2010年2月 、トラ年旧暦新年にあたり、WWFインドネシアがジャカルタのMenteng Parkで開催したイヤー・オブ・タイガーのイベントで、スマトラの子どもたちが写した写真・ワンダーアイズ写真展が開催された（WWFインドネシア主催）。
写真展にインドネシアの写真家ジェリー・アウルンJerry Aurumが言葉を寄せてくれました。Thank you !
special words by Jerry Aurum
to the Wonder Eyes Photo Exhibition in Jakarta, February, 2010
Wondering Eyes, Wonderful Eyes
By Jerry Aurum
Our eyes are our windows to the world, where we connect our souls to the world. We may see a lot, but the visuals we capture don’t really give meanings if we don’t identify them in our minds and hearts. As we grow, our understanding about life are more crystallized, more matured. This maturity becomes our basic pattern in thinking, acting and reacting, influenced by our personal experiences.
Is there anything wrong with that? It’s hard to say, but we must have surely forgotten so many interesting perspectives during our childhoods. What interested us? What made us alive? What made us dreaming? What beauties made us stunned in awe?
What if we have a chance to see things that we used to see as a child, once again after so many years? Can we guess, what would we remember (start wondering)? Would it be as beautiful, or ugly, as we think now (is it wonderful)?
These questions might be what triggered Hikaru Nagatake’s to initiate Wonder Eyes. As a senior photographer, she has been working in many countries across the continents, from Amazon to corners in Asia. Her exploration and aesthetic eyes have made her as one of the respected international photographer.
Hikaru founded Wonder Eyes almost ten years ago when she was covering an assignment in East Timor. Hikaru realized how all the children could still have so much fun, even though tragic conflicts surrounded them every day. It triggered Hikaru to see more, through the eyes of these children.
In the Wonder Eyes program, Hikaru visited remote villages in the world, including Bukit Barisan Selatan in Lampung, Sumatera and Tessonilo village in Riau. She brought a lot of digital and instant pocket cameras and gave them to the children. The children then had to shoot whatever they interested them with the cameras, be it on the spot or back home, and submitted the results on the same day or the day after. Not only that, they also had the chance to see their photos printed, magically appeared on the photo paper.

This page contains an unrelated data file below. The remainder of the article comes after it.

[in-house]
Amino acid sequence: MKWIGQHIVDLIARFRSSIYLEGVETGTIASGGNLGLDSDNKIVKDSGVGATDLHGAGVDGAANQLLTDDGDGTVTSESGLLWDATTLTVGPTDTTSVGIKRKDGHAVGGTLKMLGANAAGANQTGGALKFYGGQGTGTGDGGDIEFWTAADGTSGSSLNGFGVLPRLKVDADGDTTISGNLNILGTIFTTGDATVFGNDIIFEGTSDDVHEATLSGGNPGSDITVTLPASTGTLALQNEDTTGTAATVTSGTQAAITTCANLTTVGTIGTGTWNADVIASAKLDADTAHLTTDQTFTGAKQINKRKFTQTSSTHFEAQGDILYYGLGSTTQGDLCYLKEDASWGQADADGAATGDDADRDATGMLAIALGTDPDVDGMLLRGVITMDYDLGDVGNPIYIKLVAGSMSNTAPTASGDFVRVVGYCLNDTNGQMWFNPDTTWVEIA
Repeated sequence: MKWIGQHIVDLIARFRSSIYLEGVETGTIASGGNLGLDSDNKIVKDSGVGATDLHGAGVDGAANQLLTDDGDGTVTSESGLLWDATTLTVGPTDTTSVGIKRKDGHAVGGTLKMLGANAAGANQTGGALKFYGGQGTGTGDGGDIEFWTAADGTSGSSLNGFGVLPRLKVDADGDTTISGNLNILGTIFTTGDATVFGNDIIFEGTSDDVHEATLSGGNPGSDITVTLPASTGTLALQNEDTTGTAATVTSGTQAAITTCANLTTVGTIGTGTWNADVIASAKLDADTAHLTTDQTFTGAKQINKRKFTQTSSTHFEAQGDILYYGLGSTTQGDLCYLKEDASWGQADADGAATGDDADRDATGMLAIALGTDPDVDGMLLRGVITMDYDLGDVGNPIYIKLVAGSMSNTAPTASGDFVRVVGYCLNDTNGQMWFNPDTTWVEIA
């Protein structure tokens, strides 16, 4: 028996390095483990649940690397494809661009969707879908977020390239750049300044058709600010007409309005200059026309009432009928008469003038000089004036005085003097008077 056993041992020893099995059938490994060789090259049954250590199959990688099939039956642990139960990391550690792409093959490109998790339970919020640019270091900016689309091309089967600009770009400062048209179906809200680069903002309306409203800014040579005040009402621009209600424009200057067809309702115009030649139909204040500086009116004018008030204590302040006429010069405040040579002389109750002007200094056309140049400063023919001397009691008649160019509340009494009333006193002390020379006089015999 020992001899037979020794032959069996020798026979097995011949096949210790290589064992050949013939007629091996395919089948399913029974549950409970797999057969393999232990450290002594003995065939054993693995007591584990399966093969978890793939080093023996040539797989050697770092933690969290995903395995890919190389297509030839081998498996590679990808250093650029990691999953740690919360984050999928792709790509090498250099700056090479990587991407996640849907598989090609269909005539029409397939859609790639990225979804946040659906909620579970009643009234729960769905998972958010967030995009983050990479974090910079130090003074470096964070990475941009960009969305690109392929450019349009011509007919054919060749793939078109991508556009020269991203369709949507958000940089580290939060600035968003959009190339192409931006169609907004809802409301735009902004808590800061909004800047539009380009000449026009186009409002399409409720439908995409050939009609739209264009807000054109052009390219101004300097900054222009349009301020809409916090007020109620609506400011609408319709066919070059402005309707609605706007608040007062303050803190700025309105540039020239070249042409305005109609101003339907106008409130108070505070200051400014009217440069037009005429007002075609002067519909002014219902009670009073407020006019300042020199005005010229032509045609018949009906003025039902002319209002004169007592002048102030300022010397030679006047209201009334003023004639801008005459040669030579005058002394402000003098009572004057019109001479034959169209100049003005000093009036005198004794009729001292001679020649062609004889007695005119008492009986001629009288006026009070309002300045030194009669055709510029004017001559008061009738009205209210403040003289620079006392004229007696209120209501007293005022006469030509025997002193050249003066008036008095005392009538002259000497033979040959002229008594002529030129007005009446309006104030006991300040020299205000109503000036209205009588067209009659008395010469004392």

What do we find in Wonder Eyes? Honesty, naiveness, aesthetic, logic and huge spirit. The quality of content and context of their visualization have really surprised us. Take a look of Nanung Zainuri’s photo work, a portraiture of his father showing off his muscles. Take a look of an image of a kid in the landslide area by Fana Gilang Ramadhan. It’s asymmetrically composed, beautifully.
Take a look of an image of a giant ant walking near a piece of wood by Danang. The composition of the wood and its background give us an understanding of proportion among the objects shown. Compare it with an image of a little girl in her school uniform by Rosiana Desmayanti, also a la portraiture. Or a macro shot of a vibrant red dragonfly in front of bright green background by Lucky.
>From its technical aspects, the collection of images of Wonder Eyes is amazing. But the real beauty lies in the concept behind. The children choose what they want to shoot with their true honesty. No politics, no agenda, just pure appreciation through visualization.
Hikaru has brought out a big, yet very simple idea through Wonder Eyes. She has shown the world the hidden talents of people, especially kids, that usually skipped our attentions. She reminded us of the beauty of our nature that we probably never felt, as we might have ruined it. She made us think, feel and remember our dreams by borrowing the wonderful eyes of these children.
Start wondering, how wonderful life can be? You should.
Jakarta, February 2010.